SUMMERVILLE, South Carolina – Republican presidential candidate Marco Rubio picked a somewhat unusual spot Tuesday for a political rally at a picnic shelter near the Dorchester Boat Club.
But turnout for the Florida senator, who had a disappointing fifth place finish in the New Hampshire primary, had an overflow turnout, so much that parking was pushed to a nearby church with busses shuttling people to the location, coming back for several busloads.
Rubio made the now familiar argument to the crowd of about 700 that he was both a solid conservative and the most electable in the general election. He also blasted Democrats as the party of “corporatism.”
“We are going to take those principles of limited government and a strong national defense to people who don’t vote for us now. And why don’t they vote for us now? Because the Democratic Party, the left press, the professors, the movies have been telling everyone conservatives don’t care about working people. Conservatives only care about rich people. That’s what they tell them. That’s absurd.”
There’s good reason for that, Rubio added.
“Hillary Clinton will raise more money out of Wall Street than anyone has ever raised in the history of the Republic. You know why?” Rubio asked. “Because big government is good for the people who have already made it. If you are a billionaire, if you are a multi-billion dollar corporation, big government doesn’t bother you. It helps you. Why do you think the big banks are bigger than they have ever been? Because they can afford the lawyers and the lobbyists to deal with Dodd-Frank and all these regulations. Who can’t afford to deal with them? The regional banks, the community banks, the banks that lend money to small business, they can’t deal with all this stuff. They get left behind.”
He noted that in countries with government-controlled economies, most wealth is dynastic wealth, in contrast to the United States, where he said most millionaires were self-made.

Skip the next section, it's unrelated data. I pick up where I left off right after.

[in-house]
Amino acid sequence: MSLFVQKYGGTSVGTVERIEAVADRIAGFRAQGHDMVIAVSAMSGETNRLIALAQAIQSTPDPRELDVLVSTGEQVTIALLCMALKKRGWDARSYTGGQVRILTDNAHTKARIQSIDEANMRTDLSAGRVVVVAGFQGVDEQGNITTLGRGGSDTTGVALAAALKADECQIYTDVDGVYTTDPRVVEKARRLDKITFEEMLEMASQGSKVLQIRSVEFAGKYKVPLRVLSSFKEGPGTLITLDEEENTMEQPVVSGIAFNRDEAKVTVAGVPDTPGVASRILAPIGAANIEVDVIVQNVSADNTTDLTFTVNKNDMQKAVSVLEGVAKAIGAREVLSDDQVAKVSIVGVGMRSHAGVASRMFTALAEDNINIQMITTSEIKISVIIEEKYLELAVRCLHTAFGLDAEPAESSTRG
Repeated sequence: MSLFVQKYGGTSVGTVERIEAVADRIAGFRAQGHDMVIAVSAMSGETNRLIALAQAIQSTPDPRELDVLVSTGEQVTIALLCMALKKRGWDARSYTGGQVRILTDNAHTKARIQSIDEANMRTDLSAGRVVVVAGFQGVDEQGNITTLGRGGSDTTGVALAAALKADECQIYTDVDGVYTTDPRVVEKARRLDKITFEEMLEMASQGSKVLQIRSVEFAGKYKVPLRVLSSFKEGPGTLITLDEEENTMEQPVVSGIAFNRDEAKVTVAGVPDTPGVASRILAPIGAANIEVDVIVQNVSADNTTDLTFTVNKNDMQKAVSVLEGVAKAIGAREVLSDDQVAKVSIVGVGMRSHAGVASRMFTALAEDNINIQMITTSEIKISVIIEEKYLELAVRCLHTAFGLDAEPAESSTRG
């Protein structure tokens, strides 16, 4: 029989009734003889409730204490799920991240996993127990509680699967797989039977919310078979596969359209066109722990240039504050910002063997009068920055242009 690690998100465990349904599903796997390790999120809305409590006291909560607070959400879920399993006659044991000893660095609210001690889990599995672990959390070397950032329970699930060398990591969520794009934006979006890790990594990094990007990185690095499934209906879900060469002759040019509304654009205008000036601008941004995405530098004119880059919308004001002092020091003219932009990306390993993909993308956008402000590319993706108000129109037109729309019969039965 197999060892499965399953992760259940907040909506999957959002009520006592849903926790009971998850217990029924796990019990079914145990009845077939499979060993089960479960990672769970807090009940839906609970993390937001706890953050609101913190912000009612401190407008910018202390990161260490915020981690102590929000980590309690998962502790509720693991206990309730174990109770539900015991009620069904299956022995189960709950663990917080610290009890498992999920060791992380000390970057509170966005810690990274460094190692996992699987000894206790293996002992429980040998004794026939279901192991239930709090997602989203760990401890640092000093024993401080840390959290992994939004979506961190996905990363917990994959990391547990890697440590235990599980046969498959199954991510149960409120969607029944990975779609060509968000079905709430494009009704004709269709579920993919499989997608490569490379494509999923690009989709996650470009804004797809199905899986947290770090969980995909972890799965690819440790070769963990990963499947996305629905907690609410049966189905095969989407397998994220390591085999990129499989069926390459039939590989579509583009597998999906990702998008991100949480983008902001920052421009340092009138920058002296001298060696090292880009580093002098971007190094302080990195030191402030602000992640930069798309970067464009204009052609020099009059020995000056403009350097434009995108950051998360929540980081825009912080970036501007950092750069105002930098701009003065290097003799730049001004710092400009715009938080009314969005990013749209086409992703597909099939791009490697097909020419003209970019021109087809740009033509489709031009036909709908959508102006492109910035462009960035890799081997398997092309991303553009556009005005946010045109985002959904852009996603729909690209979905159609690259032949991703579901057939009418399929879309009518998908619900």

“It is not a coincidence that in the countries around the world where the government dominates the economy, I promise you the same families, the same names, the same companies dominated those countries for generation, after generation after generation,” Rubio said. “That’s not capitalism. That’s corporatism. When government dominates the economy, the people who control government win and everyone else gets left behind.”
Some in the crowd asserted they were solidly behind Rubio, others said they were undecided and getting a feel for the candidate.
“I knew from the first time I saw him that he would run for president and he is the candidate who can win,” Toni Rubin, of West Ashley, South Carolina, told TheBlaze.
Her husband Stephen Rubin, jumped in, too.
“We used to have two yard signs, one for Rubio and one for Trump,” he said. “After today, I’m throwing my Trump sign out.”
Randall Gilstrap, of Summerville, isn’t certain that Rubio can win South Carolina, but believes he will out-perform expectations. He said he was undecided but was leaning toward Rubio.
“There is going to be a lot more support for him in South Carolina than the pundits expect,” Gilstrap told TheBlaze.
Just as Rubio poked fun at himself regarding the water bottle, on Tuesday, he poked fun at himself for the repeating himself in an earlier debate.
“We have a lot of work to do because Barack Obama, at the risk of repeating myself,” he was interrupted by laughter, “Knows what he’s doing.”
He fired up the crowed, asking, “Was Obamacare an accident or on purpose?”
“On purpose,” the crowd responded.
“Was Dodd-Frank an accident or on purpose?”
“On purpose,” The crowd again answered.
“Was the deal with Iran an accident or on purpose? … Was the stimulus an accident or on purpose?”
He saved most of his ammunition for Obama and Clinton. However, he did make what was a clear reference to real estate billionaire Donald Trump and Texas Sen. Ted Cruz, his top two rivals.
“This election can’t be about making a point,” Rubio said. “This election has to be about winning.”